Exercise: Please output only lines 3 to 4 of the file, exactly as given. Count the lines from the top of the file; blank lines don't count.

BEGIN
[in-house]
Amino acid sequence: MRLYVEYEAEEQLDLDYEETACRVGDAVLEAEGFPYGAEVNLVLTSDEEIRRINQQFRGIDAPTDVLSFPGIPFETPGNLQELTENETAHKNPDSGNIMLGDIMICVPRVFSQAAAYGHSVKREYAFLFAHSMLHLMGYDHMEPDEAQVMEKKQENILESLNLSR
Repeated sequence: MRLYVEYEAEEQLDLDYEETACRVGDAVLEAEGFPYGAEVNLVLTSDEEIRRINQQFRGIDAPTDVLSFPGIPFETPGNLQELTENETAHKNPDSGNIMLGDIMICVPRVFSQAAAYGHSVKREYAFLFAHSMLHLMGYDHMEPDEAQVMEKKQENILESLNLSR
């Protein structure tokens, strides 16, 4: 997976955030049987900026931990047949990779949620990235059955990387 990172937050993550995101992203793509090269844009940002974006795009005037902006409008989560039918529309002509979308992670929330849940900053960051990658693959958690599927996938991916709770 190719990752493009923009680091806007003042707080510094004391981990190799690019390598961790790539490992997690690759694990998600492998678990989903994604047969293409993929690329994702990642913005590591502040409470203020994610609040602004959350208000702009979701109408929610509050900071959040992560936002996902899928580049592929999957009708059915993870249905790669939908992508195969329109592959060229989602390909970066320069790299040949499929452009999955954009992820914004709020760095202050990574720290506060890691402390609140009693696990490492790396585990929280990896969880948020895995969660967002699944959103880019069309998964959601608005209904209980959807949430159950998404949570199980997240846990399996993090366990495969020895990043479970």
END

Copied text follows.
Repeated sequence: MRLYVEYEAEEQLDLDYEETACRVGDAVLEAEGFPYGAEVNLVLTSDEEIRRINQQFRGIDAPTDVLSFPGIPFETPGNLQELTENETAHKNPDSGNIMLGDIMICVPRVFSQAAAYGHSVKREYAFLFAHSMLHLMGYDHMEPDEAQVMEKKQENILESLNLSR
């Protein structure tokens, strides 16, 4: 997976955030049987900026931990047949990779949620990235059955990387 990172937050993550995101992203793509090269844009940002974006795009005037902006409008989560039918529309002509979308992670929330849940900053960051990658693959958690599927996938991916709770 190719990752493009923009680091806007003042707080510094004391981990190799690019390598961790790539490992997690690759694990998600492998678990989903994604047969293409993929690329994702990642913005590591502040409470203020994610609040602004959350208000702009979701109408929610509050900071959040992560936002996902899928580049592929999957009708059915993870249905790669939908992508195969329109592959060229989602390909970066320069790299040949499929452009999955954009992820914004709020760095202050990574720290506060890691402390609140009693696990490492790396585990929280990896969880948020895995969660967002699944959103880019069309998964959601608005209904209980959807949430159950998404949570199980997240846990399996993090366990495969020895990043479970």